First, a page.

Looking beyond next year, what's the vision for where the company can go over the very long term?
Todd: Fundamentally, we identify markets that will allow this company to grow to hundreds of millions of dollars by providing software solutions that use geospatial data. The opportunity is very vast. Water is the most important resource we have and managing it has only just begun. Water is worth billions of dollars.
What's ahead in the product pipeline?
Todd: RiskPro and GeoPro have not come out in the industry yet as standalone tools. They have been focused on specific geographies. Early in 2014 we will make them available worldwide. We are getting close to release.
Where does the top line have to be for the company to break even?
Todd: It's a tough question but between $20 and $30 million. That's in the ballpark of what we did in 2012. It all depends on how many engagements we win to map new terrain. We are optimistic about our growth and strategy. Changing the way a company does business takes time, but we have tapped into a unique approach that can be used worldwide.
This approach helps one of our partners with an agriculture application. Our data combined with their data is helping determine whether the crops are healthy, whether they're overwatered, or over-nitrogenated. Lots of new types of information that all has to be merged together in order to help farmers increase yield 1%. A 1% yield increase is worth billions of commodity dollars. This is huge money that we can actually do by merging and fusing all of this data together and writing the specific applications so that those persons that predict future commodity pricing have the best prediction possible.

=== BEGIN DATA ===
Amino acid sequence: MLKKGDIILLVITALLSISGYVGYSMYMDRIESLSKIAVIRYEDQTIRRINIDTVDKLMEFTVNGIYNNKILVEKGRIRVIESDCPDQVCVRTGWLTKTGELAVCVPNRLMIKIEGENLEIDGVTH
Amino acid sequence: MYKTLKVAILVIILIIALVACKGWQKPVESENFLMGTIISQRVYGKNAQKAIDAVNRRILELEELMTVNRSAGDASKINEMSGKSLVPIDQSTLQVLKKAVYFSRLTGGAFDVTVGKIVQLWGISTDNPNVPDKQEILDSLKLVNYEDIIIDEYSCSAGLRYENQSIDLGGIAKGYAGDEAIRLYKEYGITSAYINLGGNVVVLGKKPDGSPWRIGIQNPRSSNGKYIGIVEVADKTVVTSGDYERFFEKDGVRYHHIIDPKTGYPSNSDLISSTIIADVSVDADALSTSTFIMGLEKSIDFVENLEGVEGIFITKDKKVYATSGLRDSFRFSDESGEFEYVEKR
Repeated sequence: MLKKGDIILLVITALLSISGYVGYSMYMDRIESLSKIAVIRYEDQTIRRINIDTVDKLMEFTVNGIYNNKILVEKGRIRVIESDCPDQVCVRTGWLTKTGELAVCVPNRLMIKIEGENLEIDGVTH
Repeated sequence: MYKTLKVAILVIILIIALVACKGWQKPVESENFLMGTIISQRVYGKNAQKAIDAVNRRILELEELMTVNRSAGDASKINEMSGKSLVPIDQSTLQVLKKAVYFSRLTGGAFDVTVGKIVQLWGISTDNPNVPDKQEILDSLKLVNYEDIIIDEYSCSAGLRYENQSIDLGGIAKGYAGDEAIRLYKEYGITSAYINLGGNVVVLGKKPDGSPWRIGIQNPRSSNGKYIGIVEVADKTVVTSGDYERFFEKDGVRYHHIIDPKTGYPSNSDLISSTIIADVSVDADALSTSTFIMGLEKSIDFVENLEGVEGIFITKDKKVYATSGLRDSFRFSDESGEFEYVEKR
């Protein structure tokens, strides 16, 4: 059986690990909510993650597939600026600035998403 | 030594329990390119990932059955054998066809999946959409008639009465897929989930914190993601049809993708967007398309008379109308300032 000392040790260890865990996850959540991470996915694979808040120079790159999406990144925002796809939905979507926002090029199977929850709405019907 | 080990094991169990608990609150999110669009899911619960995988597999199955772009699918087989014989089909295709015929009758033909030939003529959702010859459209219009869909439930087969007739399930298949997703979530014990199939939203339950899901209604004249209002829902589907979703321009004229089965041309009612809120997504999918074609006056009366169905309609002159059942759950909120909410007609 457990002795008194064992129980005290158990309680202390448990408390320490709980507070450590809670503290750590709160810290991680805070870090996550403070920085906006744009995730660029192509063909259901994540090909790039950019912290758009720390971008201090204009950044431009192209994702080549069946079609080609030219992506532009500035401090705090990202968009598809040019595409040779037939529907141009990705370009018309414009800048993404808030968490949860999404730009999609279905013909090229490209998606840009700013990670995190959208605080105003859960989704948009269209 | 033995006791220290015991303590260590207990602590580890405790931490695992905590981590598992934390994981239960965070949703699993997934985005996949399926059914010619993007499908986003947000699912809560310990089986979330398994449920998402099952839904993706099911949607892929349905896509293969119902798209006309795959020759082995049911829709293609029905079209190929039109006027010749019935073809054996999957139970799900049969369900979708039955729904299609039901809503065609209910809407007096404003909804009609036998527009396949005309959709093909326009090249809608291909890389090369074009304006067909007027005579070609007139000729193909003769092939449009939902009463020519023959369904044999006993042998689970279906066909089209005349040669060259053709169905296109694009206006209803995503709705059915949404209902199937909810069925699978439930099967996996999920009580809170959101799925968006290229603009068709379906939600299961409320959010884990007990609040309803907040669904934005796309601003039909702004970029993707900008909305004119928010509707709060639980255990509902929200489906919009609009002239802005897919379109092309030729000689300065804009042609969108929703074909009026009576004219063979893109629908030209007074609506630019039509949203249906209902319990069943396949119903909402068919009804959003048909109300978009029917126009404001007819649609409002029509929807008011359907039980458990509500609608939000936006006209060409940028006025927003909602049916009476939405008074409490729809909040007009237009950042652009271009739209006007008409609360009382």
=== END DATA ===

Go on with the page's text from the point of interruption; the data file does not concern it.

What are some of your greatest frustrations as CEO?
Todd: Many of the large projects we have are government-based and those governments do not necessarily have funds available even if they have severe need for our products. Emerging countries are difficult to depend on so we have developed our software products to start to even out our revenue.
Until we get a major part of our revenue to be of the predictable type--software applications--we can have huge ups and downs in our revenues on a quarterly basis. And that's just not going to change. We may all of a sudden hit a quarter where you get one of these large ones and we may have a quarter that does $10 million instead of a yearly project that does $10 million.
What about the current margin profile of the company and where it can go, long term, as you grow?